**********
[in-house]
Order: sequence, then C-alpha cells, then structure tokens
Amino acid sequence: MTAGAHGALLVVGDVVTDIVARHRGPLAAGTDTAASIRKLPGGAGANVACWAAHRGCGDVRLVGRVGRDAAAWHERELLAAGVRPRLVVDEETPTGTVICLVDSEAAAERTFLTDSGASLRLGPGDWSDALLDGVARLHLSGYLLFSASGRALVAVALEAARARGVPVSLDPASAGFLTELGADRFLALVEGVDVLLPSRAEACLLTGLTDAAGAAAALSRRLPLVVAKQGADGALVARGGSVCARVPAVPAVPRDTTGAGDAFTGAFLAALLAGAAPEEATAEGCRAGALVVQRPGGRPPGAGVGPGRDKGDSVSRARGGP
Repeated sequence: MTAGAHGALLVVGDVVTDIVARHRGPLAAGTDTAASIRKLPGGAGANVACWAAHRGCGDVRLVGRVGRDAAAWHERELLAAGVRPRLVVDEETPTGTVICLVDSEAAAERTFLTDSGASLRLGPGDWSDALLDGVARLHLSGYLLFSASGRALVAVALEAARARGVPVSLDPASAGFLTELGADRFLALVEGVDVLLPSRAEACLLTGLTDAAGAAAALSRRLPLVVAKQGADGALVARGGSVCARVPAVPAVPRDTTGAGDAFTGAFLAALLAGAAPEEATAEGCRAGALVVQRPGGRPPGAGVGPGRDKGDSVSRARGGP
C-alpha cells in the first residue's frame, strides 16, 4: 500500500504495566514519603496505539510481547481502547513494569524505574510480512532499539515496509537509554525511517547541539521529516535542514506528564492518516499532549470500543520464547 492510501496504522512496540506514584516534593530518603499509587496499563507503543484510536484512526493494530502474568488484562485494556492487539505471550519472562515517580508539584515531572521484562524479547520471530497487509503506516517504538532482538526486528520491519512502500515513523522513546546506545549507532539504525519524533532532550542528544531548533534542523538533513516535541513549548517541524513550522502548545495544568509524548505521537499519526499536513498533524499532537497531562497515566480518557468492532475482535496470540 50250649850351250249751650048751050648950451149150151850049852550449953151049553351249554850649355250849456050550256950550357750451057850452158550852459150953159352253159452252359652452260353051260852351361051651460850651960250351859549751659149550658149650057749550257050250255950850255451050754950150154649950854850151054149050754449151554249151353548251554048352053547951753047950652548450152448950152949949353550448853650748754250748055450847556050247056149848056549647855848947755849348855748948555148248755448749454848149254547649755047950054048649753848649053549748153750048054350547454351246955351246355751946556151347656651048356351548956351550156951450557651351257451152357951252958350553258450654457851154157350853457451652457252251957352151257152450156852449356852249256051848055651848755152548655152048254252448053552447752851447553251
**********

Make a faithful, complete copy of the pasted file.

[in-house]
Order: sequence, then C-alpha cells, then structure tokens
Amino acid sequence: MTAGAHGALLVVGDVVTDIVARHRGPLAAGTDTAASIRKLPGGAGANVACWAAHRGCGDVRLVGRVGRDAAAWHERELLAAGVRPRLVVDEETPTGTVICLVDSEAAAERTFLTDSGASLRLGPGDWSDALLDGVARLHLSGYLLFSASGRALVAVALEAARARGVPVSLDPASAGFLTELGADRFLALVEGVDVLLPSRAEACLLTGLTDAAGAAAALSRRLPLVVAKQGADGALVARGGSVCARVPAVPAVPRDTTGAGDAFTGAFLAALLAGAAPEEATAEGCRAGALVVQRPGGRPPGAGVGPGRDKGDSVSRARGGP
Repeated sequence: MTAGAHGALLVVGDVVTDIVARHRGPLAAGTDTAASIRKLPGGAGANVACWAAHRGCGDVRLVGRVGRDAAAWHERELLAAGVRPRLVVDEETPTGTVICLVDSEAAAERTFLTDSGASLRLGPGDWSDALLDGVARLHLSGYLLFSASGRALVAVALEAARARGVPVSLDPASAGFLTELGADRFLALVEGVDVLLPSRAEACLLTGLTDAAGAAAALSRRLPLVVAKQGADGALVARGGSVCARVPAVPAVPRDTTGAGDAFTGAFLAALLAGAAPEEATAEGCRAGALVVQRPGGRPPGAGVGPGRDKGDSVSRARGGP
C-alpha cells in the first residue's frame, strides 16, 4: 500500500504495566514519603496505539510481547481502547513494569524505574510480512532499539515496509537509554525511517547541539521529516535542514506528564492518516499532549470500543520464547 492510501496504522512496540506514584516534593530518603499509587496499563507503543484510536484512526493494530502474568488484562485494556492487539505471550519472562515517580508539584515531572521484562524479547520471530497487509503506516517504538532482538526486528520491519512502500515513523522513546546506545549507532539504525519524533532532550542528544531548533534542523538533513516535541513549548517541524513550522502548545495544568509524548505521537499519526499536513498533524499532537497531562497515566480518557468492532475482535496470540 50250649850351250249751650048751050648950451149150151850049852550449953151049553351249554850649355250849456050550256950550357750451057850452158550852459150953159352253159452252359652452260353051260852351361051651460850651960250351859549751659149550658149650057749550257050250255950850255451050754950150154649950854850151054149050754449151554249151353548251554048352053547951753047950652548450152448950152949949353550448853650748754250748055450847556050247056149848056549647855848947755849348855748948555148248755448749454848149254547649755047950054048649753848649053549748153750048054350547454351246955351246355751946556151347656651048356351548956351550156951450557651351257451152357951252958350553258450654457851154157350853457451652457252251957352151257152450156852449356852249256051848055651848755152548655152048254252448053552447752851447553251